If you tend to feel irritable whenever your anxiety surges, both short-term and long-term strategies can help you calm down, and decrease the occurrence of these moods in general. 

However, managing irritability represents only one piece of the overall "anxiety treatment" puzzle. To have the best chance to ensure a satisfying outcome, develop a multi-faceted treatment with the help of mental health professionals. Confidant can connect you with experienced and compassionate doctors and therapists. 

Combined with treatment,  these tips can also help you manage irritability.

Label the Emotion

Recognize that more frequent irritable moods stem from anxiety, and are not necessarily another person's fault. When you feel particularly irritated by the people around you, stop and take a few deep breaths. 

Understand that you're experiencing a temporary mood. Sometimes labeling the emotion in this way can give you enough perspective to relax and let go of irritation. 

Take a Walk

Simply getting outside for some fresh air and mild exercise can improve how you feel and clear your head. To manage frequent irritability, schedule a walk into your daily routine and stick to it, even when you feel like it. Both creating routines and exercise prove beneficial for managing the symptoms of anxiety.

Carve Out Quiet Time for Yourself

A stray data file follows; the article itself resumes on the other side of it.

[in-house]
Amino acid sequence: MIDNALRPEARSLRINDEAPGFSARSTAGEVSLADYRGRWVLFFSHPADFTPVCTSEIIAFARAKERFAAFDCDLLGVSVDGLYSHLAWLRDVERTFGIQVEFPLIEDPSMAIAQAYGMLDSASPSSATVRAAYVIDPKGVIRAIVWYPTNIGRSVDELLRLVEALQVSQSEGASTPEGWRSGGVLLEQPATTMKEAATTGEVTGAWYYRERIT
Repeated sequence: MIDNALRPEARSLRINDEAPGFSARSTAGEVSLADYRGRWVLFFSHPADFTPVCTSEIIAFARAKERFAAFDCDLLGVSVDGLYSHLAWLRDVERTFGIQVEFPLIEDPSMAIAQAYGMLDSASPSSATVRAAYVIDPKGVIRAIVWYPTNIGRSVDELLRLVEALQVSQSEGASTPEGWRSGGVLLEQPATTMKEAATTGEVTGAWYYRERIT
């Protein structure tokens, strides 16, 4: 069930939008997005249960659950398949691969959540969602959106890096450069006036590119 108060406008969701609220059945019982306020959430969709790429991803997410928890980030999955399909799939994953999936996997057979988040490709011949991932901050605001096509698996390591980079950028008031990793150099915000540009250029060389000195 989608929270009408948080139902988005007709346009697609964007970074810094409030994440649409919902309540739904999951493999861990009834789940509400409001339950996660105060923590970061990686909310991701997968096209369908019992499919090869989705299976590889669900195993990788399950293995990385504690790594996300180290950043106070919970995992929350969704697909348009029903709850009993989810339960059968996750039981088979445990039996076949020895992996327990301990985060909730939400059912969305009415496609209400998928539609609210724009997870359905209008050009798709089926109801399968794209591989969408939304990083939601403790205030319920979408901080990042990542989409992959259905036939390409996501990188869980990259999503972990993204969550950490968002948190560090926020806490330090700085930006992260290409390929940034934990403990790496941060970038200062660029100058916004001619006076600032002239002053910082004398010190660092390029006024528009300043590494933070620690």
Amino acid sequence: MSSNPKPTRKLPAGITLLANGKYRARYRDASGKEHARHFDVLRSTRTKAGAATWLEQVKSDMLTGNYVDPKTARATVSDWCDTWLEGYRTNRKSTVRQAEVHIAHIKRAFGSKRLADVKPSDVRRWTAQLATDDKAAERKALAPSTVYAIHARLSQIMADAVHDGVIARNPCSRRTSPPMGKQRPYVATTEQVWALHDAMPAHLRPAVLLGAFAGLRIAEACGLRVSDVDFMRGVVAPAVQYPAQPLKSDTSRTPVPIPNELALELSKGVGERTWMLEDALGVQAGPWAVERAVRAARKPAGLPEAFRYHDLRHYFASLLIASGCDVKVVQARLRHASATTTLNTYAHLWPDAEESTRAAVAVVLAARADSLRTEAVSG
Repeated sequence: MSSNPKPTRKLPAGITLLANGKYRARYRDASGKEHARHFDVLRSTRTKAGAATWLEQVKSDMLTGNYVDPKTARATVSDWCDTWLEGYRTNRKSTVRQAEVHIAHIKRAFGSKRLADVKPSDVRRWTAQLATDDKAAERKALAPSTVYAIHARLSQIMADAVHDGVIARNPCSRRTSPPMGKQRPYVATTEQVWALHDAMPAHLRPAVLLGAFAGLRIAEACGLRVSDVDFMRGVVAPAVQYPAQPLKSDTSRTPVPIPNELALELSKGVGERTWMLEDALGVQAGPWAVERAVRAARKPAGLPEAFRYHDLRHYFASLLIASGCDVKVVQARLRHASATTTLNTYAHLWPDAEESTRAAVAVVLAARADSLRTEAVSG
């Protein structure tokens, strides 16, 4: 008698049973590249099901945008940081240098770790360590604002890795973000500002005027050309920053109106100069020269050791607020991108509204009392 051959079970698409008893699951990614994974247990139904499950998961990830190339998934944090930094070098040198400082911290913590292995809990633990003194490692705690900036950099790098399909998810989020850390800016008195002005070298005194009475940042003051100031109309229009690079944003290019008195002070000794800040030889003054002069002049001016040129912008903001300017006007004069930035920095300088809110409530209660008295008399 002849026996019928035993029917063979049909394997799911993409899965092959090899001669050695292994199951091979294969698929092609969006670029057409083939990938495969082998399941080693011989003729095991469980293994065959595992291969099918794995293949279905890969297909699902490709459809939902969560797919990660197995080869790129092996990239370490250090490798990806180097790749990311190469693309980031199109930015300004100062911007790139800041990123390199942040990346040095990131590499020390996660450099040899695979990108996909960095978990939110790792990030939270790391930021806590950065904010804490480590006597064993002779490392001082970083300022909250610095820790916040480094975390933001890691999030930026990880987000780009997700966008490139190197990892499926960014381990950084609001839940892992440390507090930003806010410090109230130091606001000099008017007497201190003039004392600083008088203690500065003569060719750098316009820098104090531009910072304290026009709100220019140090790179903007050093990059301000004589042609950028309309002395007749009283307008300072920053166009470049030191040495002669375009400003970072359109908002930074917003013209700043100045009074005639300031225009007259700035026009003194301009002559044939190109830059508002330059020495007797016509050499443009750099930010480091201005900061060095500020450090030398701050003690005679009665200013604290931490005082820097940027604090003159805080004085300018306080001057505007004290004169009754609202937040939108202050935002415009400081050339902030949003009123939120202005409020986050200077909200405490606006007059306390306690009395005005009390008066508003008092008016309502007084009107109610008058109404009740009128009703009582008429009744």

Sometimes you need to spend time alone to check in with yourself and refocus your thoughts. Schedule a few 15-minute blocks throughout the day, dedicated entirely to your mental health and self-care. 

Use this time to meditate, perform deep breathing exercises, write in a journal, draw or do anything else that allows you to release negative thoughts. Find an activity that works for you and make it a priority in your daily schedule.

Consume Less Caffeine

For some people, caffeine exacerbates anxiety symptoms like irritability. Coffee, some teas, and many sodas contain this stimulant. Chocolate contains caffeine as well, as do some medications for headaches or PMS symptoms. 

Once you identify the sources of caffeine, try to wean yourself off of it over time until you don't feel that it heightens your anxiety. If you already limit caffeine or feel sensitive to it, cut it out of your diet completely.

Have Compassion for Yourself and Others

It doesn't feel good to experience irritability regularly, nor does it feel good to be around someone in an irritable mood. The people around you typically don't intend to irritate you. They love you, and you love them. 

Remind yourself of all the positive things you appreciate about your loved ones or about your life in general to gain some perspective. An irritable mood doesn't last forever, so try to treat yourself and others with compassion even when you start to feel overwhelmed by this emotion.

You can feel less irritable on a day-to-day basis by also reducing your other anxiety symptoms. Rather than focusing solely on irritability, consider the value of managing your other symptoms in tandem with the help of a professional treatment plan.